- Leave the clay to dry, turning it to leather clay, preferably in a hot cupboard.
- Once the clay is leather clay you can cut out the shapes needed to create your cube or cuboid. Next join them together by scoring the edges and using the joining slip. It may be best to do one or two sides at a time, letting them dry out further and then put the rest together.
The decorative slip is used to add a white finish to the clay. Although you can apply it in pretty much any way you choose we were shown how to cut out strips of newspaper to use as barriers or stencils, attaching them to your work by using a tiny bit of water if needed. Then just paint on the slip to create lines and shapes to complement your finished work.
I had two main sources of inspiration for my work, the first pictured bellow is by Gordon Baldwin OBE who is an internationally renowned potter. This piece stood out to me because of the delicate drips of blue which could be incorporated into my own piece.
I discovered this during my Bauhaus research, a piece of work from a class lead by Johanas Itten. When speaking about this particular piece he said ‘In order to let students experience primary geometric forms in a three-dimensional manner, I had them model sculptural forms such as spheres, cylinders, cones and cubes.’ I found this to be very relevant to our own task and was drawn to the continuation of the shapes, how they cut into one another.
Cube composition, Else Mogelin
We were told to draw some 3D shapes to get us started in designing our work. I found this to be useful in order to get to grips with the 3D element of the task as whenever I draw, design or doodle I do it in 2D with no consideration for the shape or depth of a 3D object.
As I drew the shapes I began to consider how I would place them together. Whilst considering the work of Else Mogelin I drew a combination of shapes merged within each other as I found the concept of not being able to distinguish between the beginning or end of each object to be visually appealing.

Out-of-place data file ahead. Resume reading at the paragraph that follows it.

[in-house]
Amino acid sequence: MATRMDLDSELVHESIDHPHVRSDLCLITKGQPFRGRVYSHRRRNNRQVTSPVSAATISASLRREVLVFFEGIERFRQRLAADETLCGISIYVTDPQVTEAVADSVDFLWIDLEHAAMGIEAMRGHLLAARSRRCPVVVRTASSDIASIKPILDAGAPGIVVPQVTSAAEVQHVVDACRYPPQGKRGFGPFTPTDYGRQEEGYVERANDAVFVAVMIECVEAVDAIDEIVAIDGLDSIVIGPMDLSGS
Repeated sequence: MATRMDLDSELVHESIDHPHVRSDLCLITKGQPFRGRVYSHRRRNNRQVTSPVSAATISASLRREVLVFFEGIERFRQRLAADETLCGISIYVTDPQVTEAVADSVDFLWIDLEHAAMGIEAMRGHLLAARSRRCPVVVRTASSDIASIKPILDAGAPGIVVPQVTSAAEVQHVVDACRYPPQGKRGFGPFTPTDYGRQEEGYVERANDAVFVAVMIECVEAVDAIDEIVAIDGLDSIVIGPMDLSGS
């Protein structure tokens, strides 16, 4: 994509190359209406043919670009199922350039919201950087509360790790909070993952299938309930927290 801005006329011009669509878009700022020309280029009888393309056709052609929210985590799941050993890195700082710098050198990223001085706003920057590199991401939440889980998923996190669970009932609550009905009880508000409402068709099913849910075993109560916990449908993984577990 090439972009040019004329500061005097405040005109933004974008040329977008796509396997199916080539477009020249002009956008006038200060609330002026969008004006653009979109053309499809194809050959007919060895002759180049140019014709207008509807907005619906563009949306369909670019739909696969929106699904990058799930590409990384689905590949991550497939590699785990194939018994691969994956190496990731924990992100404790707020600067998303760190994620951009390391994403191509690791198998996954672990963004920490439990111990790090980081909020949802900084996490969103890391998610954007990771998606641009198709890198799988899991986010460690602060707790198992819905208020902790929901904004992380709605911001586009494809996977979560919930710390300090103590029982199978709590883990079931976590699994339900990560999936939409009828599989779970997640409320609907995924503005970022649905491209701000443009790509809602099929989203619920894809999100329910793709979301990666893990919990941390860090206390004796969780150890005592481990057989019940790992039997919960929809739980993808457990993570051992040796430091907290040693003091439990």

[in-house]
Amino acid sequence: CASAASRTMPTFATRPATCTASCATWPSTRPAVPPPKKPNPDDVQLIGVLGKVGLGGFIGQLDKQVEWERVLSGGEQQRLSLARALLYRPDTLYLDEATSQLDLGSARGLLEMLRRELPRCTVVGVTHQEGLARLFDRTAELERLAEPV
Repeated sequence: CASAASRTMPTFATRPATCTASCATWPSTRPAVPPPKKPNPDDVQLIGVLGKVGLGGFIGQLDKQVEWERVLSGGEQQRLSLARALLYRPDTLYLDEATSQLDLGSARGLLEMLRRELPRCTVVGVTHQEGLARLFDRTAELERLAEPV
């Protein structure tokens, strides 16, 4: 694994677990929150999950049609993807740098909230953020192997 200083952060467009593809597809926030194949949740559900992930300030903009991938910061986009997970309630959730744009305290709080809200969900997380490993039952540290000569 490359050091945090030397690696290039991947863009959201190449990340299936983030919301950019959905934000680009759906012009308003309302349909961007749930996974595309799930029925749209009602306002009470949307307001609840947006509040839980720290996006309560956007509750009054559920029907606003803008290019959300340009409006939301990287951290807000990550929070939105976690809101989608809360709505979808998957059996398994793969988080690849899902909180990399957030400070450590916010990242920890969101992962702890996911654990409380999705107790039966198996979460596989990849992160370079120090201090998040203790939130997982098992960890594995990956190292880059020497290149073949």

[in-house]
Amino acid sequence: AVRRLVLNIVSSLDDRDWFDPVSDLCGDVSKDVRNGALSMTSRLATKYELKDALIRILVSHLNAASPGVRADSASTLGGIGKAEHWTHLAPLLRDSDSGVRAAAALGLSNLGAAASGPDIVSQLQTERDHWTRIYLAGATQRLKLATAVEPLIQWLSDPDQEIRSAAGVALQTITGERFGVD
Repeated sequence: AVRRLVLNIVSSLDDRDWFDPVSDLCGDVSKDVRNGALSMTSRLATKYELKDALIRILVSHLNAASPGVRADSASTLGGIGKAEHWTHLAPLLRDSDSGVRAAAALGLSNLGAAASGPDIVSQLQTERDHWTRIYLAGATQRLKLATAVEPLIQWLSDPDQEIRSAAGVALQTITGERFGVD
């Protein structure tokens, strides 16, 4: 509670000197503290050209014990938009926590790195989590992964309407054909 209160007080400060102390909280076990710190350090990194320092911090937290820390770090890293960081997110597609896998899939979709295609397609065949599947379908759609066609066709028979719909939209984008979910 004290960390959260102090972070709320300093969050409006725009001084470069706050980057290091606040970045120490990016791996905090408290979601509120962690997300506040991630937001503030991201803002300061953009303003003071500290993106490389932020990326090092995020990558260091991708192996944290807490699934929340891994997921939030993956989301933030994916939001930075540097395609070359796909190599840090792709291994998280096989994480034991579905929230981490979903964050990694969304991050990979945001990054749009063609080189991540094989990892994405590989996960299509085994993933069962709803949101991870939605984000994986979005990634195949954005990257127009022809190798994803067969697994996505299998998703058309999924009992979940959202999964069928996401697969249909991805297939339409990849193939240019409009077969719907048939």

Constructing my Work
With my design complete it was time to get to grips with the clay. I began with getting the it rolled out, ready to dry in the hot cupboard and become leather clay, to use after break to create my cuboid and square. Once this was done I was left to create my sphere. I used the pinching technique and paid careful attention to keep the edges the same thickness on each half. Then after scoring the edges and using the slip and rib tool to join them it was also ready to dry in the hot cupboard.
After break I returned to cut out my squares and rectangles to create my cube and cuboid. Again I scored the edges and used the slip to join the sides, gradually my 3d shapes were formed.
Now I had all three shapes it was time to cut off parts of the sphere and cube and compile them together (more scoring and slip) to create my piece. The only part left now was to decorate, but I decided to go against what we had been shown earlier and instead use the work of Gordon Baldwin as inspiration and created a melting effect by pouring the decorative slip over my model. The unpredictable lines and drips created was a perfect contrast to the precise and rigid shapes and so I was very happy with the result.